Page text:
A new drug is demonstrating impressive results in the fight against malaria, according to a forthcoming paper in the open access journal PLoS Medicine. The study of a malaria control program in South Africa shows how hospital admissions for malaria were dramatically reduced following the introduction of an antimalarial combination called artemether-lumefantrine (AL) and the partial reintroduction of the insecticide DDT. The malaria epidemic has been particularly resurgent in recent years as the parasites transmitting the disease have developed resistance to many of the existing drugs. Approximately a million people are killed by malaria every year, predominantly in Africa. KwaZulu-Natal was the first Ministry of Health in Africa to introduce an artemisinin-based combination therapy (ACT) malaria treatment policy.
Caption: Mosquito control and ACT are both likely contributors to the reduction of malaria in KwaZulu¡VNatal. (Photo: Karen Barnes and Atis Muelenbachs)
Karen Barnes and colleagues describe and evaluate the new measures against malaria put in place in the KwaZulu-Natal province, where cases had risen fifteen-fold during the 1990s. AL was introduced to the area in 2000 alongside an intensified effort to control mosquitoes with insecticides. Reviewing data from four health care facilities representative of the province, the researchers found that admissions for malaria had declined by 89% in the year following the changes. By 2003 the decline in malaria had been sustained throughout the province: outpatient cases fell by 99% and malaria-related deaths had decreased by 97%.
The authors are keen to stress the vital importance of a health care infrastructure that can deliver prompt diagnosis, as well as perceptions within the community that treatment for malaria should be sought urgently and completed at public-health care facilities. These favourable factors combined with better control of mosquitoes, including the use of DDT for reed and mud homesteads, maximized the benefits of AL treatment in Africa. It makes KwaZulu-Natal an encouraging example of how to combat malaria following its dramatic and deadly increase.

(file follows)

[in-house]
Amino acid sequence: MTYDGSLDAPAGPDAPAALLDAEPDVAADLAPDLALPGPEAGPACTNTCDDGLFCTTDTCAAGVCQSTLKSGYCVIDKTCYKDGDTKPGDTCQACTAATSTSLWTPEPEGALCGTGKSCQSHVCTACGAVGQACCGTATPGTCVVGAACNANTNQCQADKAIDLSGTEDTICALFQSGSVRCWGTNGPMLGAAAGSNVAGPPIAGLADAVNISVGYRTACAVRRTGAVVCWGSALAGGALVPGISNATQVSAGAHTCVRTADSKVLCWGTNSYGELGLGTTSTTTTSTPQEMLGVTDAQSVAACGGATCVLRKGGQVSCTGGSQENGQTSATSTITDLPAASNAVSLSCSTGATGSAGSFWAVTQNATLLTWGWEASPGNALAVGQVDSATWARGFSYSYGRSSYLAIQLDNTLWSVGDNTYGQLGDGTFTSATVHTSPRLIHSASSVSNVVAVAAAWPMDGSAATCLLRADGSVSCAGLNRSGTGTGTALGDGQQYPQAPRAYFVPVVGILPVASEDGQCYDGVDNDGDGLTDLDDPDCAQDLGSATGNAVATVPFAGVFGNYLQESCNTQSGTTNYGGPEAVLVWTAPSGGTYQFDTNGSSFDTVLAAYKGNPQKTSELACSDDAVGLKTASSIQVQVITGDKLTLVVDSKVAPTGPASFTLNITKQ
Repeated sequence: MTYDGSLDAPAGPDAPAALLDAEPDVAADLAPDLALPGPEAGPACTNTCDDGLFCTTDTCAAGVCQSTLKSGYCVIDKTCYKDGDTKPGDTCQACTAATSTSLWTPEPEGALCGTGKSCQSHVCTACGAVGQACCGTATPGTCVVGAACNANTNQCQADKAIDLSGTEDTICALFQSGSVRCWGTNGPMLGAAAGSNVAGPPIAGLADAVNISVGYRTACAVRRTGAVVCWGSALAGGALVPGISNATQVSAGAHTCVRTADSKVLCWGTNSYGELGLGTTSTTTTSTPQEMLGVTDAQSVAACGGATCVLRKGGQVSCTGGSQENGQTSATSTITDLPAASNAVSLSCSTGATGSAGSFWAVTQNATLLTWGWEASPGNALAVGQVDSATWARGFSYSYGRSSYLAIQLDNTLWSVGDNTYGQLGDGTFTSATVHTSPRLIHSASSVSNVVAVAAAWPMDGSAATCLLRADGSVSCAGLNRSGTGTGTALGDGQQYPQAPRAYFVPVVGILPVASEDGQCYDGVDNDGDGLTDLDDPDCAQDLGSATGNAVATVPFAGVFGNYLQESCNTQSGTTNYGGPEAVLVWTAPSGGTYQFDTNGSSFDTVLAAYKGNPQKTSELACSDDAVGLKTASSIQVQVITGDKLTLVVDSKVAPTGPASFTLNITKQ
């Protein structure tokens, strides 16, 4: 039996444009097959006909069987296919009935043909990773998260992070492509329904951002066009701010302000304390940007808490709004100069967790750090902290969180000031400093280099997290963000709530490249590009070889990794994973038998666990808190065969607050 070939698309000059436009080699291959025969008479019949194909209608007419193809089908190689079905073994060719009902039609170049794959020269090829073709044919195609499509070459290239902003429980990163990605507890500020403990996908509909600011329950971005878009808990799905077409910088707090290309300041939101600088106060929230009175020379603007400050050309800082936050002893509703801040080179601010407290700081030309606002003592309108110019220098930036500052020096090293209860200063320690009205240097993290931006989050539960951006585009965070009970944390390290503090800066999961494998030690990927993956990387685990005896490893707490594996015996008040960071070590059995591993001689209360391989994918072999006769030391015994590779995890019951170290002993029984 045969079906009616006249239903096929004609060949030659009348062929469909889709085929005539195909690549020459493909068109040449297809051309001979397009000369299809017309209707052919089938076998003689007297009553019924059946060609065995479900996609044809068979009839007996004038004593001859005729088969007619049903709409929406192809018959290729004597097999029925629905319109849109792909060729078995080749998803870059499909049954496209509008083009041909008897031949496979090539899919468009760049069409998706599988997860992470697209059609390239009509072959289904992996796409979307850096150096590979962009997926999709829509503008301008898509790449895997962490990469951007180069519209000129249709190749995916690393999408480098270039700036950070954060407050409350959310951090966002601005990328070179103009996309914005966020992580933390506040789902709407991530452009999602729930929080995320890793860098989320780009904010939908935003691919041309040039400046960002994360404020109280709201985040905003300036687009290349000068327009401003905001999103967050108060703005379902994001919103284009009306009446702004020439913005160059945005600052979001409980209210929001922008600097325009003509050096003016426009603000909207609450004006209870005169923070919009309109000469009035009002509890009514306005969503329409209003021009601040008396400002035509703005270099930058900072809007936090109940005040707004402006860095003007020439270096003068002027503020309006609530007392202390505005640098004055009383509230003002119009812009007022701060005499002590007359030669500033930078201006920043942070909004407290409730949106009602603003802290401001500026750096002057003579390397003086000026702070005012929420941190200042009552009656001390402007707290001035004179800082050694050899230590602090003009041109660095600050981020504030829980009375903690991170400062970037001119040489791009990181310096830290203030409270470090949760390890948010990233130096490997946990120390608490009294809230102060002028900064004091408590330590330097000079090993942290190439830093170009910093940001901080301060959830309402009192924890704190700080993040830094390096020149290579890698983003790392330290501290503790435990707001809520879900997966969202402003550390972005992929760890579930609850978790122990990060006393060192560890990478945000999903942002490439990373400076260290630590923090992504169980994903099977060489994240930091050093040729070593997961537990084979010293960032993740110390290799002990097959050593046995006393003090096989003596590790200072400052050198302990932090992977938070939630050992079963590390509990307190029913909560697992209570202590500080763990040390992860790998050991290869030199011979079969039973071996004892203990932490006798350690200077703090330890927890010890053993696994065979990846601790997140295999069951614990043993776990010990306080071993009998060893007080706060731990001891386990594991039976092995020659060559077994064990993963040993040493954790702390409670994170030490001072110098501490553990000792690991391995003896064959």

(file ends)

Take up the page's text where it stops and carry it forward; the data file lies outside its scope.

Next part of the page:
Paul Ocampo | EurekAlert!
Unique brain 'fingerprint' can predict drug effectiveness
11.07.2018 | McGill University
Direct conversion of non-neuronal cells into nerve cells
03.07.2018 | Universitätsmedizin der Johannes Gutenberg-Universität Mainz
For the first time ever, scientists have determined the cosmic origin of highest-energy neutrinos. A research group led by IceCube scientist Elisa Resconi, spokesperson of the Collaborative Research Center SFB1258 at the Technical University of Munich (TUM), provides an important piece of evidence that the particles detected by the IceCube neutrino telescope at the South Pole originate from a galaxy four billion light-years away from Earth.
To rule out other origins with certainty, the team led by neutrino physicist Elisa Resconi from the Technical University of Munich and multi-wavelength...
For the first time a team of researchers have discovered two different phases of magnetic skyrmions in a single material. Physicists of the Technical Universities of Munich and Dresden and the University of Cologne can now better study and understand the properties of these magnetic structures, which are important for both basic research and applications.
Whirlpools are an everyday experience in a bath tub: When the water is drained a circular vortex is formed. Typically, such whirls are rather stable. Similar...
Physicists working with Roland Wester at the University of Innsbruck have investigated if and how chemical reactions can be influenced by targeted vibrational excitation of the reactants. They were able to demonstrate that excitation with a laser beam does not affect the efficiency of a chemical exchange reaction and that the excited molecular group acts only as a spectator in the reaction.
A frequently used reaction in organic chemistry is nucleophilic substitution. It plays, for example, an important role in in the synthesis of new chemical...
Optical spectroscopy allows investigating the energy structure and dynamic properties of complex quantum systems. Researchers from the University of Würzburg present two new approaches of coherent two-dimensional spectroscopy.
"Put an excitation into the system and observe how it evolves." According to physicist Professor Tobias Brixner, this is the credo of optical spectroscopy....
Ultra-short, high-intensity X-ray flashes open the door to the foundations of chemical reactions. Free-electron lasers generate these kinds of pulses, but there is a catch: the pulses vary in duration and energy. An international research team has now presented a solution: Using a ring of 16 detectors and a circularly polarized laser beam, they can determine both factors with attosecond accuracy.
Free-electron lasers (FELs) generate extremely short and intense X-ray flashes. Researchers can use these flashes to resolve structures with diameters on the...
13.07.2018 | Event News
12.07.2018 | Event News
03.07.2018 | Event News
13.07.2018 | Event News
13.07.2018 | Materials Sciences
13.07.2018 | Life Sciences